A perfect example here is provided by Microsoft’s (NASDAQ: MSFT) Office 365. It’s the cloud-based version of the most widely used productivity suite in the world. And it costs just $6.99 per month for an individual subscription (versus $139.99 for the desktop version).
You can turn Office 365 on or off at will because it is a cloud-based subscription service. And you can install it on computers, mobile devices and smartphones, from which you can access files that you’ve stored on Microsoft’s cloud servers.
Office 365 is one of the reasons I’ve been loading up on Microsoft stock. The company represents a very easy way to gain some cloud exposure, in a relatively conservative investment.
As you’ve likely surmised, you’re probably already invested in the cloud if you own shares of the companies I’ve already mentioned. Microsoft, Facebook, Google and Amazon all offer varying degrees of exposure to the cloud.
But there are a lot of other ways investors can gain exposure, too.
How Can You Invest?
By far the easiest and most diversified approach is with an ETF that was launched in July 2011 by First Trust. The aptly named Cloud Computing Index Fund (NYSE: SKYY) holds around 40 positions, mainly from the hardware and storage, applications, software and communications equipment industries.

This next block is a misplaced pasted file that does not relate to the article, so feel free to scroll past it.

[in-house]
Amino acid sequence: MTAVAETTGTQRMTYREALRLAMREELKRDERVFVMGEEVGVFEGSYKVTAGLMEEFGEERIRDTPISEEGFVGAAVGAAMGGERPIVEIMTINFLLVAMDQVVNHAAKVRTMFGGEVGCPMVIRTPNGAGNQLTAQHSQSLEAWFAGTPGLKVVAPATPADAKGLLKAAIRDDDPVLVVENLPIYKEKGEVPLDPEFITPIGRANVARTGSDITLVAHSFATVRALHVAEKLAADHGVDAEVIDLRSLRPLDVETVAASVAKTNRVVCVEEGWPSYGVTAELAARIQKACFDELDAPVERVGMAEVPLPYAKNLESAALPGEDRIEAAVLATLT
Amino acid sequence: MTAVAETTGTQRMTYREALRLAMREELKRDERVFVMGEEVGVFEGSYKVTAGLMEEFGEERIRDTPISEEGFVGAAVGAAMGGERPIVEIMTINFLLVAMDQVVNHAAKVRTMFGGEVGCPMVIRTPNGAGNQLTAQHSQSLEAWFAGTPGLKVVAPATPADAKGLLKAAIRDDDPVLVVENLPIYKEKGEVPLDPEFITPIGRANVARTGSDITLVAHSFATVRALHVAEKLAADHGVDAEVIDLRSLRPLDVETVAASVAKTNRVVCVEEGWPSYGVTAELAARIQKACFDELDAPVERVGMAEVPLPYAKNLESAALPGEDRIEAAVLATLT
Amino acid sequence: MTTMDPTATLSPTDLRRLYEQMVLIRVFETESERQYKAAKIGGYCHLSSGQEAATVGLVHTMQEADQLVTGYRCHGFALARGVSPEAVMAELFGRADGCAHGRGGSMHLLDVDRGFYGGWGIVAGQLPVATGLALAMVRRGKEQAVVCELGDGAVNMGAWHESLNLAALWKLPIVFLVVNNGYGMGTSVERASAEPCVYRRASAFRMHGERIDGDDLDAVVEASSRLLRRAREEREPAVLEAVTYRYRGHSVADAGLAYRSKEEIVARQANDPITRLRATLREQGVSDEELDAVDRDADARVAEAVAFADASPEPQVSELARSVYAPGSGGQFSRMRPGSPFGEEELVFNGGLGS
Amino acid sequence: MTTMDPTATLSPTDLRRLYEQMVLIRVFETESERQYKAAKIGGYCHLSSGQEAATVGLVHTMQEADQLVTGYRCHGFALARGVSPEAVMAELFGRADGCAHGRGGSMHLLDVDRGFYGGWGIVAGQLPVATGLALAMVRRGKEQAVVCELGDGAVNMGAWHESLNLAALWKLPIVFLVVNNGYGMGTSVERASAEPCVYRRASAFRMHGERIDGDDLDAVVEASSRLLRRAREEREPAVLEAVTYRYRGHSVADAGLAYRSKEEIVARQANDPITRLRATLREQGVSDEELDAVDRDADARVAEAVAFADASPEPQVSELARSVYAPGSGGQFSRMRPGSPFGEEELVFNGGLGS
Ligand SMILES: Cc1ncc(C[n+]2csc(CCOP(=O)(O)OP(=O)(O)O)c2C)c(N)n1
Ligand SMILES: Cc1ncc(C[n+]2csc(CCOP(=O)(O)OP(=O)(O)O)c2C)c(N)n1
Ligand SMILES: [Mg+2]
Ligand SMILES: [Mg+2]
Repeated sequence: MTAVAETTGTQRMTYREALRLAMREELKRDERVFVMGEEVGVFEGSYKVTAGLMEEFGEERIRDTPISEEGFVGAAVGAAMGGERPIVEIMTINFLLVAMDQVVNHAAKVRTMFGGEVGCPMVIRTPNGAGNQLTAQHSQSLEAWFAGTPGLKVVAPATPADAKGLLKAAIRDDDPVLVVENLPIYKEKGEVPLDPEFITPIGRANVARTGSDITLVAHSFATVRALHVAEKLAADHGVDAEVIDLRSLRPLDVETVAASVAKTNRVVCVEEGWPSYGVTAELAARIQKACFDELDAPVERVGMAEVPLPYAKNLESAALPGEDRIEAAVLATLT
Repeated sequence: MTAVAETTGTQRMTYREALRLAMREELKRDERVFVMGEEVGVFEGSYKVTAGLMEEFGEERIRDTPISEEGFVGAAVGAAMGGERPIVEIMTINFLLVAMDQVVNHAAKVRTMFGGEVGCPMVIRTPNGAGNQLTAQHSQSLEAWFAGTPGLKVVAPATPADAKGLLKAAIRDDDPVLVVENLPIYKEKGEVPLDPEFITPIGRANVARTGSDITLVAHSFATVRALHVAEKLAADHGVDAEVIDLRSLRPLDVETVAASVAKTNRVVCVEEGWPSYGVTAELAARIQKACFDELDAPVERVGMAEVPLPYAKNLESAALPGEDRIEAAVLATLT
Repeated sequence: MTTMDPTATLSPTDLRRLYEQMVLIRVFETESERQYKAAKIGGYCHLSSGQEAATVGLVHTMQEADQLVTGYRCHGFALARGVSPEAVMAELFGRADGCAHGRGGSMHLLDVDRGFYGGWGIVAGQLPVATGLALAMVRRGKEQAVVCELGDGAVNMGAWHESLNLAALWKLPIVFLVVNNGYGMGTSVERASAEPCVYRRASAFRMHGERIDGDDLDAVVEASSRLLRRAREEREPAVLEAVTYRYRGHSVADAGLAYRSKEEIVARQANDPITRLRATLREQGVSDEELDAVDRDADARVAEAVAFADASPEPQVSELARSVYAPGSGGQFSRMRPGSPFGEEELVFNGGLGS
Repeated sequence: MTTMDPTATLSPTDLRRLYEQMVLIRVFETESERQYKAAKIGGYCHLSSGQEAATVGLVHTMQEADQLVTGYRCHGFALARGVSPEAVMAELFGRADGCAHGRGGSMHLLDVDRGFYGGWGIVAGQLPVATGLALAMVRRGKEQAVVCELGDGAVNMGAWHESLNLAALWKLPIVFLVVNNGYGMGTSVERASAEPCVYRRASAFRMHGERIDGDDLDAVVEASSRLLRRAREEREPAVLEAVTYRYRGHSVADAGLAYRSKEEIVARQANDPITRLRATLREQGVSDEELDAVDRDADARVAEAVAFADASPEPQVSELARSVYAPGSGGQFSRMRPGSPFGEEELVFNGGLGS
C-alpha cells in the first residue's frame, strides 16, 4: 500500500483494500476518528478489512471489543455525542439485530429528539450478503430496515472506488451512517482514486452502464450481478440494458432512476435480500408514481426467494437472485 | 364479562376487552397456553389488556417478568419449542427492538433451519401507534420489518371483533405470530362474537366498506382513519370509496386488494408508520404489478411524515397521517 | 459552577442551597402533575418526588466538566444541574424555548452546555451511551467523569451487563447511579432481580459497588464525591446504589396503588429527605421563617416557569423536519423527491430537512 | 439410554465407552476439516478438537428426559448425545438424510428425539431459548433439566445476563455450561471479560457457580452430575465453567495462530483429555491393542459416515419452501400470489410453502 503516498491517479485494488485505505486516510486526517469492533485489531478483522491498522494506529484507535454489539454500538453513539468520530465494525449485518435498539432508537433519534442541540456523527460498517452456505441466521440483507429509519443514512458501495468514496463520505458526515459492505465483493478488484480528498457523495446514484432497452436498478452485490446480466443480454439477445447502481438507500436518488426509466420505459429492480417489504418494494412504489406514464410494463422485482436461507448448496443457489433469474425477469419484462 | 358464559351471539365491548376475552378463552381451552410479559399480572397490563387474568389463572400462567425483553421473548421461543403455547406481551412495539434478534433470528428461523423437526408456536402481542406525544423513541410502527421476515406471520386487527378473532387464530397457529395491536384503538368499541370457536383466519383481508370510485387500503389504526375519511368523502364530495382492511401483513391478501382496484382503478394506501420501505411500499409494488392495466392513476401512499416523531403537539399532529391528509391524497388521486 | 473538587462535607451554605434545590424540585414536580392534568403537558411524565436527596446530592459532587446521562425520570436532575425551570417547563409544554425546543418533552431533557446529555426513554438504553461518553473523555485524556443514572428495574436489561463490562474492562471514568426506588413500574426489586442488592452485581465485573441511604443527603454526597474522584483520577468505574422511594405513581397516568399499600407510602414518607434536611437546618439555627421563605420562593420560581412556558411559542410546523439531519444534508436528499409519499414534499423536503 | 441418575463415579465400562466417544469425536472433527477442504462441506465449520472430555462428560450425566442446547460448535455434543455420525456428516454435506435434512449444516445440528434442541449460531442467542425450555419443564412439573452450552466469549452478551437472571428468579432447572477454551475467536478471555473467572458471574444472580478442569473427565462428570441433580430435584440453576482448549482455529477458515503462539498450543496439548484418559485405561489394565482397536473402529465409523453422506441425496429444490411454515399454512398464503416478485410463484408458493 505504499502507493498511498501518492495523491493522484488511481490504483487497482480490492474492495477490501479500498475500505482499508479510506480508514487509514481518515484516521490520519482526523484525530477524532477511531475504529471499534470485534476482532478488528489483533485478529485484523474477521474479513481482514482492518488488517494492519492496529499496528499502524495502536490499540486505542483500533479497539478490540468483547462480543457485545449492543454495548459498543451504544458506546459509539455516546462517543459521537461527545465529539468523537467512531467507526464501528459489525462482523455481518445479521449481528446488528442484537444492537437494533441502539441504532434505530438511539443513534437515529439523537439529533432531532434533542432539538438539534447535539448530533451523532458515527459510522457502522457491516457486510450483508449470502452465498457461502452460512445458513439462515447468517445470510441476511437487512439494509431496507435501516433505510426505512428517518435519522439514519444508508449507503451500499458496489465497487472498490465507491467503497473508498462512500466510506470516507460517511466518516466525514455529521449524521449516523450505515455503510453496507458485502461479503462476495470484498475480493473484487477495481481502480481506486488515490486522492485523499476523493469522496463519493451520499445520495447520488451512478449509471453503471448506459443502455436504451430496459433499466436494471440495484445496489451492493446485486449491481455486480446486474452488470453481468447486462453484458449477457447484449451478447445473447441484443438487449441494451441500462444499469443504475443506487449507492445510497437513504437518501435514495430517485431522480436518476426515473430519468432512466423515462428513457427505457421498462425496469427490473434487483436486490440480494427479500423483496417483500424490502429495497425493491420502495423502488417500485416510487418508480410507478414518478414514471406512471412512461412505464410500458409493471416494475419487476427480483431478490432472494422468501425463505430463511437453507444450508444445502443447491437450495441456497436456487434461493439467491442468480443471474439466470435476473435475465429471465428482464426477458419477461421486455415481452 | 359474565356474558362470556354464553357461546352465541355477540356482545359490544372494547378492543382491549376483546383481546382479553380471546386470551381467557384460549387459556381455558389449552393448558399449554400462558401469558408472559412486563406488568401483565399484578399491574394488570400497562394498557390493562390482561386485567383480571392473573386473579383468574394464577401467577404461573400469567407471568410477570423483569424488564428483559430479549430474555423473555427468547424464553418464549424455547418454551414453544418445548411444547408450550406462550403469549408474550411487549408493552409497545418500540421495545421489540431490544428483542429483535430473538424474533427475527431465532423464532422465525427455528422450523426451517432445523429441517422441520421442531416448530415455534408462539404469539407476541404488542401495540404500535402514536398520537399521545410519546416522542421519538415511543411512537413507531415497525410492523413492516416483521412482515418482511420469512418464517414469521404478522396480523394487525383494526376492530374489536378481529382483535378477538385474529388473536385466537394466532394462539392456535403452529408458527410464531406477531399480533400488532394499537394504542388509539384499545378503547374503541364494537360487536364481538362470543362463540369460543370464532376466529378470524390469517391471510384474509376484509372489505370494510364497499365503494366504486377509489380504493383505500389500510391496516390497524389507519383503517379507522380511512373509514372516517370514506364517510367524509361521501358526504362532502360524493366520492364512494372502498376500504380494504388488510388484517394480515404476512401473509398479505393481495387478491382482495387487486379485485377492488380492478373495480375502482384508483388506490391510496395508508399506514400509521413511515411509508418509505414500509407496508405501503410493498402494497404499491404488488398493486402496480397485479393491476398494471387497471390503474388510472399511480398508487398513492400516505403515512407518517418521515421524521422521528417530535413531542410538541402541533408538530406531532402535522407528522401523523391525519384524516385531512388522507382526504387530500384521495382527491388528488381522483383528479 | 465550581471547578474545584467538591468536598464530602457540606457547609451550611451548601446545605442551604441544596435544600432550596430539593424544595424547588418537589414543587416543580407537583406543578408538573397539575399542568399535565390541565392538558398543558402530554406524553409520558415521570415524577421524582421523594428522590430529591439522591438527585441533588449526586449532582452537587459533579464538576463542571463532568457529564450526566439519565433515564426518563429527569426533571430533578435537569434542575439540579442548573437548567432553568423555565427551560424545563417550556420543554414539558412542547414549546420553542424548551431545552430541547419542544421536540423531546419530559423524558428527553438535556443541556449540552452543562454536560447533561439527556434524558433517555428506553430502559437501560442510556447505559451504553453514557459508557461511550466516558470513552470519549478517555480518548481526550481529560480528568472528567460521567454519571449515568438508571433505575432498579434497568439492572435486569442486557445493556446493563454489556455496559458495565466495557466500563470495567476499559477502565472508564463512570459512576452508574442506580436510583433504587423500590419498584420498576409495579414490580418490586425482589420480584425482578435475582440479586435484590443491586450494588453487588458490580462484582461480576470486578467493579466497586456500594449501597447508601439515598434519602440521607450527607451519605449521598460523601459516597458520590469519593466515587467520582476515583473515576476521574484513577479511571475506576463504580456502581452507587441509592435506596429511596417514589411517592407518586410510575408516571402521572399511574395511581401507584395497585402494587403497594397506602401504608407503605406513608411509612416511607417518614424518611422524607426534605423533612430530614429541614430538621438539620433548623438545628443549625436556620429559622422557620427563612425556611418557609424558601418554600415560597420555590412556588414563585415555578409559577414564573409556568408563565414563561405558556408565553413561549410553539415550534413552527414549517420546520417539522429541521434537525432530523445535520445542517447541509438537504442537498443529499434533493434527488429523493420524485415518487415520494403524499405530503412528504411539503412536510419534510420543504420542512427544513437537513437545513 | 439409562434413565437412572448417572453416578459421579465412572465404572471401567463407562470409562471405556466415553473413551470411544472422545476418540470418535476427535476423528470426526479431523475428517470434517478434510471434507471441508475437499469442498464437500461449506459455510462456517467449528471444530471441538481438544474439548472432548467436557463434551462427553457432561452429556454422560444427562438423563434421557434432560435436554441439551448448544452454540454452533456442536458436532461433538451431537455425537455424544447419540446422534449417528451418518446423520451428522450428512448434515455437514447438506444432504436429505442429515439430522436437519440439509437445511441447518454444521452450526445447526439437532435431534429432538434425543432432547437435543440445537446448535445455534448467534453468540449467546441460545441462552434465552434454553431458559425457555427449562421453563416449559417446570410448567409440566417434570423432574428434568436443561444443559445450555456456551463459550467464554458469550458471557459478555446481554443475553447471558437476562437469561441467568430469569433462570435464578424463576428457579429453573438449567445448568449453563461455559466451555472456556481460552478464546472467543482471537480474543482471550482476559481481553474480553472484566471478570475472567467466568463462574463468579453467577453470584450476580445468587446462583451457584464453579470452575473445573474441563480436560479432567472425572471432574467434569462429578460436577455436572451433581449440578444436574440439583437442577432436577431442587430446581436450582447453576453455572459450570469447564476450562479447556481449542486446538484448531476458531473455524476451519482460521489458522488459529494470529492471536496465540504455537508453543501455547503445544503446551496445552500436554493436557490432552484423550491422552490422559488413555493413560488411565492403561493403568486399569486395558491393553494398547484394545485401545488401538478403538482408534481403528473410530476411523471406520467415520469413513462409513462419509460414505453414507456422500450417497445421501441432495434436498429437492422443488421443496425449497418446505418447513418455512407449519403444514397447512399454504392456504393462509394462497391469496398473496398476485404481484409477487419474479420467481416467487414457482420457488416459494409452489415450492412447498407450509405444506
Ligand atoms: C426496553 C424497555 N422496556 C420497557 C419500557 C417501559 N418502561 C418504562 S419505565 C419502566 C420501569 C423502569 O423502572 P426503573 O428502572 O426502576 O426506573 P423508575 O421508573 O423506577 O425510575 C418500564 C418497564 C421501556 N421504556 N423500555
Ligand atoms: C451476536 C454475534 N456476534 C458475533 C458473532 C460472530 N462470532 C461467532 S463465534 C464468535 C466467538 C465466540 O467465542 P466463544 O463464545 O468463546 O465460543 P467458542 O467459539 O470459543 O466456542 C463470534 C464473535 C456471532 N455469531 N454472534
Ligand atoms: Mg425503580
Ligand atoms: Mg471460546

The ETF has outperformed the broad market over the past two years. Its 45% increase easily outpaced the 33% gain for the S&P 500. Looking forward, the SKYY ETF is a great way to easily diversify your portfolio with exposure to cloud-related investments.
To get more specialized exposure you can drill down into the ETF to find companies in specific industries. For example, you can buy into companies that make hardware and storage, such as EMC (NYSE: EMC) and NetApp (NASDAQ: NTAP).
Or you can zero in on my favorite types of investment opportunities, the user-facing software and application developers. These include companies such as Microsoft and Adobe (NASDAQ: ADBE).